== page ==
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Health officials worldwide reacting to DMAA injuries, considering bans

Jun 19, 2012 | Parker Waichman LLP

Health authorities in Australia have joined others around the world in warning the public about hte dangers of dietary and sports supplements containing the additive DMAA, or dimethylamylamine.

According to a report at, the Food Standards Australia New Zealand (FSANZ) board has warned the public against using supplements often used in conjuction with bodybuilding or weight loss workout regimens. The additive DMAA is largely considered unsafe and puts people at unknown health risks but many reports suggest they increase the likelihood of heart attack and stroke.

In the U.S., the Food and Drug Administration has ordered the makers of these products to pull them from store shelves because they make false claims about their safety and effectiveness at aiding workouts. The FDA said no evidence exists to support the claims makers of DMAA supplements make and it considers the products adulterated and the claims false.

Making medical claims on a product in the U.S. requires the submission of scientific evidence that the product performs as advertised.

A growing number of adverse event reports involving DMAA brought these supplements into the focus of federal regulators and other health officials worldwide. This includes the death of two U.S. soliders following a workout. They had traces of DMAA in their system during an autopsy and were believed to be taking supplements sold at U.S. bases to soldiers that contained DMAA.

Officials in the U.S., Canada, Denmark, and now Australia and New Zealand have taken some stance on DMAA supplements. The substance has been placed on a banned substances list by Major League Baseball. It is also banned by the World Anti-Doping Agency and was reponsible for the most bans on athletes for doping, 123, in 2010.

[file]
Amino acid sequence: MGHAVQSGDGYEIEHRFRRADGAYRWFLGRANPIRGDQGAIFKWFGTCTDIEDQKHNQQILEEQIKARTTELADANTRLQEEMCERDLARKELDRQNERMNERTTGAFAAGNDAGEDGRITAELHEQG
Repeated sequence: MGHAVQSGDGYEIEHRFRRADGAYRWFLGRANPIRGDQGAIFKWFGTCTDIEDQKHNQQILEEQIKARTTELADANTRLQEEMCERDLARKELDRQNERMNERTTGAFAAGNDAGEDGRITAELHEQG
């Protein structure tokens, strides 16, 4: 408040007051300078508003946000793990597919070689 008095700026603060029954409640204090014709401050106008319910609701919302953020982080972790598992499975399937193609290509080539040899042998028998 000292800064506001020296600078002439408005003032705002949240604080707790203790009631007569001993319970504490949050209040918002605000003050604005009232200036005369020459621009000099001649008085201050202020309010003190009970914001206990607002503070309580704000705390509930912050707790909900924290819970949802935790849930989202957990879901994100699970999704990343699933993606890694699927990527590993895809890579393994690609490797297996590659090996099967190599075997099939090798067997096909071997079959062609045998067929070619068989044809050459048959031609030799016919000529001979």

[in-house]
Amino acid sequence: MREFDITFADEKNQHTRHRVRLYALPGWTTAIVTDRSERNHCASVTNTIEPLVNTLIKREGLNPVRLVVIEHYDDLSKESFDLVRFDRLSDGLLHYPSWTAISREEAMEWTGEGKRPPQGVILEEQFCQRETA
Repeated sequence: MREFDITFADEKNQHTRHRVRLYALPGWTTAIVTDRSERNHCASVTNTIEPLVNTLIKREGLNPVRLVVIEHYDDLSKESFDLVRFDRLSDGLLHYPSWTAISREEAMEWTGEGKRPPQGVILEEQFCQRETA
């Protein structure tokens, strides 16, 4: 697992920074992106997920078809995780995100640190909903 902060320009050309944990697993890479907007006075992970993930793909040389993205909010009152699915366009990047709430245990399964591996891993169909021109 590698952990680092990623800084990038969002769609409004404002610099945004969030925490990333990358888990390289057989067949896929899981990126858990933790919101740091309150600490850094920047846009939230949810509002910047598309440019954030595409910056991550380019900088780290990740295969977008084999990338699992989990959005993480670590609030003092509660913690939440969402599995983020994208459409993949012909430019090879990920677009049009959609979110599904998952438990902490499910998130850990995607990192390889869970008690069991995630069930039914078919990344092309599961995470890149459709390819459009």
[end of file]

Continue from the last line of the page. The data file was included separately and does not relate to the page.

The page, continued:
The report indicates the Australian Federal Dept. of Health and Aging and the Advisory Committee on Medicines Scheduling are considering an outright ban on supplements containing DMAA by the end of July. FSANZ has identified at least 11 products containing DMAA that it is advising the public to avoid because they've received adverse event reports from people taking them: Noxpump, 3-D Explosion, Beta-Cret, PreSurge, 1 MR, Cyroshock, Jack3D, Mesomorph, Neurocore, Oxyelite Powder, and Hemo Rage Black.

In New Zealand, health officials there have labeled DMAA as a narcotic. 

In Australia, according to the report, DMAA is blamed with causing hyperactivity in a growing number of residents, especially younger people. Parents report their children acting hyper-active and focused, it adds. DMAA supplements are blamed for causing an increased heart rate and hyperactivity in a recently filed U.S. lawsuit by a man and woman who were taking them as part of their workout regimen. 

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